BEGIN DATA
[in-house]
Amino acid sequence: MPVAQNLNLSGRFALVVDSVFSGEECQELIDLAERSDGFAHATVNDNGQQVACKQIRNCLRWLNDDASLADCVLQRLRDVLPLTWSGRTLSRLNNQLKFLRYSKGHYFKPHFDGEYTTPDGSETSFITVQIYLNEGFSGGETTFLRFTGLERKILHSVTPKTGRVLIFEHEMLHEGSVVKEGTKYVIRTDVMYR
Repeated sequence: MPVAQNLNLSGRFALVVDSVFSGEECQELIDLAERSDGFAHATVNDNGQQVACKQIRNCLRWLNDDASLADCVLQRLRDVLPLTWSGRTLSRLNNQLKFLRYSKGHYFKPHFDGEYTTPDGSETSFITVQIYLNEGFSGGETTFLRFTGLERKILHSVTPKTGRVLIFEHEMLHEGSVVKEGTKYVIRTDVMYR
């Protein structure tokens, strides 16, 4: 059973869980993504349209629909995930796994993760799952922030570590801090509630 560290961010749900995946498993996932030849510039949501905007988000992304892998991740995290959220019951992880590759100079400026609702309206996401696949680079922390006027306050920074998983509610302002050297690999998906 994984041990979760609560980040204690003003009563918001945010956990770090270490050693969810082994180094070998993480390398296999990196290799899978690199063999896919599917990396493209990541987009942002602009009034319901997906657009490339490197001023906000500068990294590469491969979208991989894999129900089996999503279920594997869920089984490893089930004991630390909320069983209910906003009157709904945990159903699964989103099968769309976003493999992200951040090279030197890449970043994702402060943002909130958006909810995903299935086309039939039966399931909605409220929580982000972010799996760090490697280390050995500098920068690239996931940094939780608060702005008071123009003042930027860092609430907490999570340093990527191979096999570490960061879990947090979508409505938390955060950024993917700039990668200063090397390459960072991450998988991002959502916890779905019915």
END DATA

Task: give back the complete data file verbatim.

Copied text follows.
[in-house]
Amino acid sequence: MPVAQNLNLSGRFALVVDSVFSGEECQELIDLAERSDGFAHATVNDNGQQVACKQIRNCLRWLNDDASLADCVLQRLRDVLPLTWSGRTLSRLNNQLKFLRYSKGHYFKPHFDGEYTTPDGSETSFITVQIYLNEGFSGGETTFLRFTGLERKILHSVTPKTGRVLIFEHEMLHEGSVVKEGTKYVIRTDVMYR
Repeated sequence: MPVAQNLNLSGRFALVVDSVFSGEECQELIDLAERSDGFAHATVNDNGQQVACKQIRNCLRWLNDDASLADCVLQRLRDVLPLTWSGRTLSRLNNQLKFLRYSKGHYFKPHFDGEYTTPDGSETSFITVQIYLNEGFSGGETTFLRFTGLERKILHSVTPKTGRVLIFEHEMLHEGSVVKEGTKYVIRTDVMYR
């Protein structure tokens, strides 16, 4: 059973869980993504349209629909995930796994993760799952922030570590801090509630 560290961010749900995946498993996932030849510039949501905007988000992304892998991740995290959220019951992880590759100079400026609702309206996401696949680079922390006027306050920074998983509610302002050297690999998906 994984041990979760609560980040204690003003009563918001945010956990770090270490050693969810082994180094070998993480390398296999990196290799899978690199063999896919599917990396493209990541987009942002602009009034319901997906657009490339490197001023906000500068990294590469491969979208991989894999129900089996999503279920594997869920089984490893089930004991630390909320069983209910906003009157709904945990159903699964989103099968769309976003493999992200951040090279030197890449970043994702402060943002909130958006909810995903299935086309039939039966399931909605409220929580982000972010799996760090490697280390050995500098920068690239996931940094939780608060702005008071123009003042930027860092609430907490999570340093990527191979096999570490960061879990947090979508409505938390955060950024993917700039990668200063090397390459960072991450998988991002959502916890779905019915």